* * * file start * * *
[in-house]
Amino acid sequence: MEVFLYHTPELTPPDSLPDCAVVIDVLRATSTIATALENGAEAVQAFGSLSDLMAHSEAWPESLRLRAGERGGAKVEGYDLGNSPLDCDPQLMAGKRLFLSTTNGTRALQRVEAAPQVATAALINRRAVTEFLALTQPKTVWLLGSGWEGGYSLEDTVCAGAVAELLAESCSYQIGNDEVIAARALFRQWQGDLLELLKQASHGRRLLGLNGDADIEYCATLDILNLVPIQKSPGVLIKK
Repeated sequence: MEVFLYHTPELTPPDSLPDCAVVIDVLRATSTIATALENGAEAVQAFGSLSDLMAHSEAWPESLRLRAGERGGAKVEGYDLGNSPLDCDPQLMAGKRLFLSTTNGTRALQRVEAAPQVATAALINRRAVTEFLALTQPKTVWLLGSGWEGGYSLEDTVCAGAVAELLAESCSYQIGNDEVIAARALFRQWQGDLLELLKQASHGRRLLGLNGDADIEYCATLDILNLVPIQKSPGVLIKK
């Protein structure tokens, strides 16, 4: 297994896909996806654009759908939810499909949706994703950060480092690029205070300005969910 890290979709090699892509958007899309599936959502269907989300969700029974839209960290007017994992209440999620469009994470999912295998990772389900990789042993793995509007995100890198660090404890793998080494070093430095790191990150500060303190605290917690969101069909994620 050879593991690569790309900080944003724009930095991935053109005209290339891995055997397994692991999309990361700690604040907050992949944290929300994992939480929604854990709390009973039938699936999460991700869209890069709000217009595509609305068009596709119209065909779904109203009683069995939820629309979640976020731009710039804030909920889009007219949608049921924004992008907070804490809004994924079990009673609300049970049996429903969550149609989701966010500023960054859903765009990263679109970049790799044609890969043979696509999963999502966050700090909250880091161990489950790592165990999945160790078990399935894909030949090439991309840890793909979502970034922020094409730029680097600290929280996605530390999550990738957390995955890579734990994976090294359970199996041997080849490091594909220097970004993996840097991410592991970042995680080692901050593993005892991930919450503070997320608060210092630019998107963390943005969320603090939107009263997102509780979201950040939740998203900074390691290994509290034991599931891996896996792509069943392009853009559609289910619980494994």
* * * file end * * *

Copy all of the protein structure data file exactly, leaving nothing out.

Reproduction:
[in-house]
Amino acid sequence: MEVFLYHTPELTPPDSLPDCAVVIDVLRATSTIATALENGAEAVQAFGSLSDLMAHSEAWPESLRLRAGERGGAKVEGYDLGNSPLDCDPQLMAGKRLFLSTTNGTRALQRVEAAPQVATAALINRRAVTEFLALTQPKTVWLLGSGWEGGYSLEDTVCAGAVAELLAESCSYQIGNDEVIAARALFRQWQGDLLELLKQASHGRRLLGLNGDADIEYCATLDILNLVPIQKSPGVLIKK
Repeated sequence: MEVFLYHTPELTPPDSLPDCAVVIDVLRATSTIATALENGAEAVQAFGSLSDLMAHSEAWPESLRLRAGERGGAKVEGYDLGNSPLDCDPQLMAGKRLFLSTTNGTRALQRVEAAPQVATAALINRRAVTEFLALTQPKTVWLLGSGWEGGYSLEDTVCAGAVAELLAESCSYQIGNDEVIAARALFRQWQGDLLELLKQASHGRRLLGLNGDADIEYCATLDILNLVPIQKSPGVLIKK
């Protein structure tokens, strides 16, 4: 297994896909996806654009759908939810499909949706994703950060480092690029205070300005969910 890290979709090699892509958007899309599936959502269907989300969700029974839209960290007017994992209440999620469009994470999912295998990772389900990789042993793995509007995100890198660090404890793998080494070093430095790191990150500060303190605290917690969101069909994620 050879593991690569790309900080944003724009930095991935053109005209290339891995055997397994692991999309990361700690604040907050992949944290929300994992939480929604854990709390009973039938699936999460991700869209890069709000217009595509609305068009596709119209065909779904109203009683069995939820629309979640976020731009710039804030909920889009007219949608049921924004992008907070804490809004994924079990009673609300049970049996429903969550149609989701966010500023960054859903765009990263679109970049790799044609890969043979696509999963999502966050700090909250880091161990489950790592165990999945160790078990399935894909030949090439991309840890793909979502970034922020094409730029680097600290929280996605530390999550990738957390995955890579734990994976090294359970199996041997080849490091594909220097970004993996840097991410592991970042995680080692901050593993005892991930919450503070997320608060210092630019998107963390943005969320603090939107009263997102509780979201950040939740998203900074390691290994509290034991599931891996896996792509069943392009853009559609289910619980494994």